Someone recently posted a comment on this site in reference to the very short piece I wrote about the death of a family member. The commenter said that they are unable to read anything longer than 1/2 a paragraph, and thanked me for writing something they could relate to. I suppose if nothing else, death is the one thing I have in common with every person alive. We do also have life in common, but life can be so difficult to recognize when you possess it.
It is true: this website is intended for old fashioned types of people who are up for reading an eight and a half by eleven sized page worth of single spaced sentences, like a 1980’s book report. For those out there who have only 1/2 paragraph worth of attention span, I write songs.
I would happily write songs with the frequency that I write posts on this site, if only a song were that easy. Songs take more. And what is complicated is that the thing that a song requires in order to be good isn’t necessarily work. (Which is handy for me because I don’t usually have very strong discipline). For a song of mine to be interesting, what it needs is an idea. For me, the best songs arrive as realizations. The words come out of my mouth and into song form in the very moment that I become aware that the words are true. The best examples of this process are with the songs Hey Boy, and True Affection. In both cases, right as I sang the words, it became painfully obvious that: a) the boy would never, ever, ever call me, and b) I was out of her league.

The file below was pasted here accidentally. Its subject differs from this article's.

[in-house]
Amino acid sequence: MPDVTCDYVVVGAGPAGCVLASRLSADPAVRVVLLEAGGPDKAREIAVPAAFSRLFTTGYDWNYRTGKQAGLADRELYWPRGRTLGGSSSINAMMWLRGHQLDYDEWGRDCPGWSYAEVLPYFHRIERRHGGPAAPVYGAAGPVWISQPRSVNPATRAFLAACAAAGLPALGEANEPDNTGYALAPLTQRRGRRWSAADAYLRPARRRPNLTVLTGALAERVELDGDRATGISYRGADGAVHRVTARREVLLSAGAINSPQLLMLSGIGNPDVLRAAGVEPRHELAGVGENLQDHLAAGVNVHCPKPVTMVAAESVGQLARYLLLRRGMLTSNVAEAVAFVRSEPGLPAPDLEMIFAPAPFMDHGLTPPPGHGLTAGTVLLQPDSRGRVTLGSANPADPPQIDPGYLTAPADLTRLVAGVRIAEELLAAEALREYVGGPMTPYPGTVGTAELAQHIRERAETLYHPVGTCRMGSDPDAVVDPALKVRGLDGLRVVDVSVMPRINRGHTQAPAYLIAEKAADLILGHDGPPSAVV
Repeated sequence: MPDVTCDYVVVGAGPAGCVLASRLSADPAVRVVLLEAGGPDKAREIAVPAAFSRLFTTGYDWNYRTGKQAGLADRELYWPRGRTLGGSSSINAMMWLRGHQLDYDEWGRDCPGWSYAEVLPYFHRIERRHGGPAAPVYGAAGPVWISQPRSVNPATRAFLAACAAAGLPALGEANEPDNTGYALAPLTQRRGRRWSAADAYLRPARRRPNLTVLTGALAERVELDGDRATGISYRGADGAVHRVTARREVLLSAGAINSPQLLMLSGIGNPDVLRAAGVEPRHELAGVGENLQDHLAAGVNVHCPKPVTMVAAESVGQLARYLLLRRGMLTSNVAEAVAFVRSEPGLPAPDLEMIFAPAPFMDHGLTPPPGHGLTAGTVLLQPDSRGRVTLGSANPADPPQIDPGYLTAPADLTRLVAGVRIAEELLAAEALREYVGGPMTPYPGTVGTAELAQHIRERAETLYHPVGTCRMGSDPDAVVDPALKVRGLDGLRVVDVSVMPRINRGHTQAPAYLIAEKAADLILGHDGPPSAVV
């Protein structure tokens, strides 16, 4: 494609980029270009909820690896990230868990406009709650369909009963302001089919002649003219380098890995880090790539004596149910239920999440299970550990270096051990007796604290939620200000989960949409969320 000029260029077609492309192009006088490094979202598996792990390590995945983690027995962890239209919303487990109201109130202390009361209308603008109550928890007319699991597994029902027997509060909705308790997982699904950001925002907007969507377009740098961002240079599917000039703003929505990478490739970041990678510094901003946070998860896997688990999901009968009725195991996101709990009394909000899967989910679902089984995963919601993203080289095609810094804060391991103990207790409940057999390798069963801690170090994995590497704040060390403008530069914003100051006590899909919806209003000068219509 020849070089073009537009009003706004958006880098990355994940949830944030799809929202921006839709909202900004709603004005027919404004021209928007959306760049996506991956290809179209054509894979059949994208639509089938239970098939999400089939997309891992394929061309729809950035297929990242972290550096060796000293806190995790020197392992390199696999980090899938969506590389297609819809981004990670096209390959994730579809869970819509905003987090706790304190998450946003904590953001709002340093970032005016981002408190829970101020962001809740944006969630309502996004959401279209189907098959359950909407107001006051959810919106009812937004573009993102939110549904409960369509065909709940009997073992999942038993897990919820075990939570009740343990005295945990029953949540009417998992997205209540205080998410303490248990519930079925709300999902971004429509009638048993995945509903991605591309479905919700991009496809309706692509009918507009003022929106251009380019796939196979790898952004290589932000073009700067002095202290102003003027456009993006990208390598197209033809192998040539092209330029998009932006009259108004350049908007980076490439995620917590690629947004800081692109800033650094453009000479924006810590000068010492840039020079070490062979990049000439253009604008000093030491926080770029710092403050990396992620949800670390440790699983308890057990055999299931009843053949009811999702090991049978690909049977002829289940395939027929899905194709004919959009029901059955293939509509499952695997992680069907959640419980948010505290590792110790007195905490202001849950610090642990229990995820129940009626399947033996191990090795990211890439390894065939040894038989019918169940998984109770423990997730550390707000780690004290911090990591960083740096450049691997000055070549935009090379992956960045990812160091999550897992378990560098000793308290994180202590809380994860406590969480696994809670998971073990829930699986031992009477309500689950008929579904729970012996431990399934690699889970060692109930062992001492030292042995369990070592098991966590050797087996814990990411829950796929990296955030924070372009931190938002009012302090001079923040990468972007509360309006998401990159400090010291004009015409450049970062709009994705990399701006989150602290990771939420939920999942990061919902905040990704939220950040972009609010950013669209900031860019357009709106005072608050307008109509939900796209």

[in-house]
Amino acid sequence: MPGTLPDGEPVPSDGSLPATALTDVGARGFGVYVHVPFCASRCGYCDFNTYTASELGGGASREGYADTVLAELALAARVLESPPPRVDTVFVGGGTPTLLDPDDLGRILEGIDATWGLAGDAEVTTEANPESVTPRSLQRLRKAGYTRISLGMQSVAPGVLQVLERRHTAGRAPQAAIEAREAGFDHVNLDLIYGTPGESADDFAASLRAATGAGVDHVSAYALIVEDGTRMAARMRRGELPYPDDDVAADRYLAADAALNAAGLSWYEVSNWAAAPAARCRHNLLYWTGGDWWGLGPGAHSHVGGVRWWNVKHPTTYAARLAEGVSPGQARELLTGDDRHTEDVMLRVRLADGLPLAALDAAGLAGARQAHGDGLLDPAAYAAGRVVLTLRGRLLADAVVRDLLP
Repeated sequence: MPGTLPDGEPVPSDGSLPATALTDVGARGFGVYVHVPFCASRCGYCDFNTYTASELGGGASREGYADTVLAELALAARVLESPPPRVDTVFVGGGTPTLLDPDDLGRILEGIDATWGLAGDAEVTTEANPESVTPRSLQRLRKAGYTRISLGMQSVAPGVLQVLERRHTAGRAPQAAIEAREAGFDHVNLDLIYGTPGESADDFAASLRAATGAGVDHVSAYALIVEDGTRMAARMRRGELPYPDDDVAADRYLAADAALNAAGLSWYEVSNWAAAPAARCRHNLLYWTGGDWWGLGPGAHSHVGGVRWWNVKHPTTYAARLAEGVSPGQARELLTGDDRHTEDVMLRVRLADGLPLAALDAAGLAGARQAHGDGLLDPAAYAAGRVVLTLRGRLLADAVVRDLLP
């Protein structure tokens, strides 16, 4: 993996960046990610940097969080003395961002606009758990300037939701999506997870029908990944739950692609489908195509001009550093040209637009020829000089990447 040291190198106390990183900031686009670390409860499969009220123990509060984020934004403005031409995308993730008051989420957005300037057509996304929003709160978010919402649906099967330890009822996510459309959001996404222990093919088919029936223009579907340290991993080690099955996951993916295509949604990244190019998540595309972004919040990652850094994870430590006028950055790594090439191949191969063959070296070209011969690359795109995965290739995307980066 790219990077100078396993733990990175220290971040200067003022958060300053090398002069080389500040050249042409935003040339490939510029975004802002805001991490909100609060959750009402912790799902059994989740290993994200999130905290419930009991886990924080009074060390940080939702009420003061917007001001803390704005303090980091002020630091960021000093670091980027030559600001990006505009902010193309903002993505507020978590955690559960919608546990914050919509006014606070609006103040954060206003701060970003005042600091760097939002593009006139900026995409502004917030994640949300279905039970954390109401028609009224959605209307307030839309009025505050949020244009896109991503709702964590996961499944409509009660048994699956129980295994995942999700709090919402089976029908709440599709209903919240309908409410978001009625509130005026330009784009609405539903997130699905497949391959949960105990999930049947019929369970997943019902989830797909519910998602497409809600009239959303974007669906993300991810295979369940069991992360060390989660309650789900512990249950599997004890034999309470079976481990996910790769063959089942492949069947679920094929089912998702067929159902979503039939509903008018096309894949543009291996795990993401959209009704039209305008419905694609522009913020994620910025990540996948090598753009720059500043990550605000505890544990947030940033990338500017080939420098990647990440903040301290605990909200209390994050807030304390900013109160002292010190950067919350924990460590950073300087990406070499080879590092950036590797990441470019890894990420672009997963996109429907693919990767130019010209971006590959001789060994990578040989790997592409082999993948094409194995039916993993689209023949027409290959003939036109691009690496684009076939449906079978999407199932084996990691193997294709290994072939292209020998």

Could I sit down and write a song about something that I already know to be true? I have certainly tried this method. The risk in saying something that you already know, is that the words tend to come out tough and dry like an overworked pie crust. It’s a lot better if I let myself be surprised by what is coming out of my mouth. It’s best if I start out without any idea of where I am headed. The risk associated with this method, however, is that maybe I will end up singing something that I don’t really want to hear. It is a scary process, but I will soldier on, just for you, 1/2 paragraph attention-span reader! (Who has certainly dropped off by this point in my writing.) It requires more effort on my end to boldly go where my brain has never gone before, but it forces me to have a better attention span with myself, and I appreciate that challenge.